The Complainant wrote to the Respondent on 23 January 2019 to outline his sentiments with regards the dismissal. Much to the surprise of the Respondent, although not alleging that discrimination had occurred, the Complainant inquired if there was any racially based motive. The Respondent replied to categorically deny that race formed any part of the decision to terminate his employment and reiterated in no ambiguous terms that the decision was solely as a result of the performance issues addressed at the previous meetings.
The Complainant has alleged that he was dismissed for discriminatory reasons relating to the ground of race. The Respondent refutes this allegation in its entirety and contends that the Claimant’s dismissal was for reasons wholly unconnected to his race.
The Respondent submits that the Complainant has failed to discharge the burden of proof and, consequently, the claim cannot succeed. It has been the well-established practice of the Equality Tribunal and the Labour Court to require a Claimant to present, in the first instance, facts from which it can be inferred that he was treated less favourably than another person is, has been, or would be treated, on the basis of the discriminatory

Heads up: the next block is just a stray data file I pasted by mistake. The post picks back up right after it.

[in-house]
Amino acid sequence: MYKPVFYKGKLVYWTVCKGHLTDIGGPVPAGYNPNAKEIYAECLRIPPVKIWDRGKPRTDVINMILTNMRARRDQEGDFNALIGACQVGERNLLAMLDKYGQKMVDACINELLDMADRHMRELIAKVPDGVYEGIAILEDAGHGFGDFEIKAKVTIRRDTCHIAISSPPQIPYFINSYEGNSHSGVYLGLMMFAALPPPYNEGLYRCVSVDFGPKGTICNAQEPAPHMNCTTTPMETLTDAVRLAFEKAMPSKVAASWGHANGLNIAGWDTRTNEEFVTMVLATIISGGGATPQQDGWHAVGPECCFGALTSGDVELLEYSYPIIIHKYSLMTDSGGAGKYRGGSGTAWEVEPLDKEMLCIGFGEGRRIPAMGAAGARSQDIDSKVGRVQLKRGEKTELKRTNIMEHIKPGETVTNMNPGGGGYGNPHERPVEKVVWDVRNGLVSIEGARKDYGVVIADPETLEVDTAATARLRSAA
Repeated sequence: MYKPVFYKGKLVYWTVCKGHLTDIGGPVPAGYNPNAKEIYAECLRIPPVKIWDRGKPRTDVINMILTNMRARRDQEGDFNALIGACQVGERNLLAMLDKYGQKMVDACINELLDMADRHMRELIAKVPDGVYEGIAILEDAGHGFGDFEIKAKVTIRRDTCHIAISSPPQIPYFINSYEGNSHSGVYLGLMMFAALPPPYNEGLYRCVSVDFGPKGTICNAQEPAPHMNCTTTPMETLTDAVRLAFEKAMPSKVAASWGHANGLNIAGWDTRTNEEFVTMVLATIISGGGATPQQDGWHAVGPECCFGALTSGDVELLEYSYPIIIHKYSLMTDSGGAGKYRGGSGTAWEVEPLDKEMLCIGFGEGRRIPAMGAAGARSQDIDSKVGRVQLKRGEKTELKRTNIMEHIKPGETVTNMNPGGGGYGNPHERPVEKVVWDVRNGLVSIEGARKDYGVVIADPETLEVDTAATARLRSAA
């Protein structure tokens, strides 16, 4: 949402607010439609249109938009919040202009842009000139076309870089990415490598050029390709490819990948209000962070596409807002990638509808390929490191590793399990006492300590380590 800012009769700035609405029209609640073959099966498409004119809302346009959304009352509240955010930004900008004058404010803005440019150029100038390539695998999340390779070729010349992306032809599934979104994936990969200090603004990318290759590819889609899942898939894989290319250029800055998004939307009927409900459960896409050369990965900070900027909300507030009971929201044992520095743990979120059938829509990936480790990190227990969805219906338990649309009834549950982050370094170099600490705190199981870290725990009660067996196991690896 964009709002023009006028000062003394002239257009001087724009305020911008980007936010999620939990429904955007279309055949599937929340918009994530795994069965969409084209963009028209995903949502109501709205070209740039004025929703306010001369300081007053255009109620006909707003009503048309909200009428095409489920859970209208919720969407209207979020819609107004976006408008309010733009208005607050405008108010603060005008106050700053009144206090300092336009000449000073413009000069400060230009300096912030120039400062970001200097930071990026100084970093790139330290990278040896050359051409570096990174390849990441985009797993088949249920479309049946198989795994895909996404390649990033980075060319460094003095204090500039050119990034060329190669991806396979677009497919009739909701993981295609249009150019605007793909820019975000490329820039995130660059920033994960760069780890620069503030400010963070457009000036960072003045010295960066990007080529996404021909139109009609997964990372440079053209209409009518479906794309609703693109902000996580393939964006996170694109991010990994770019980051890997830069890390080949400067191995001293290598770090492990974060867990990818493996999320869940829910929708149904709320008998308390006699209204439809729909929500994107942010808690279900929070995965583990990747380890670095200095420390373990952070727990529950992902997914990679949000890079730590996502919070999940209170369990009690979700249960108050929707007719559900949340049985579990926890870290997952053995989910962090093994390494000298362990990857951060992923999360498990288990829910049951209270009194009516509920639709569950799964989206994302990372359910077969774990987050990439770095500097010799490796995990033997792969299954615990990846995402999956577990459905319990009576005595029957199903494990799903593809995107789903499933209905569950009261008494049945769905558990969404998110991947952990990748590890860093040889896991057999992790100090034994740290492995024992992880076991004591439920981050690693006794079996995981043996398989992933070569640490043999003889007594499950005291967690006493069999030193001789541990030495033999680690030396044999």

This requirement has been explored in a number of cases including the case of Melbury Developments Limited v Arturs Valpeters (EDA0917) and the Labour Court has stated that its jurisprudence in this matter stems from the Court’s analysis in Southern Health Board v Mitchell, DEE011,  ELR 201, where the Court stated:
“The first requirement is that the Claimant must establish facts from which it may be
presumed that the principle of equal treatment has not been applied to them. This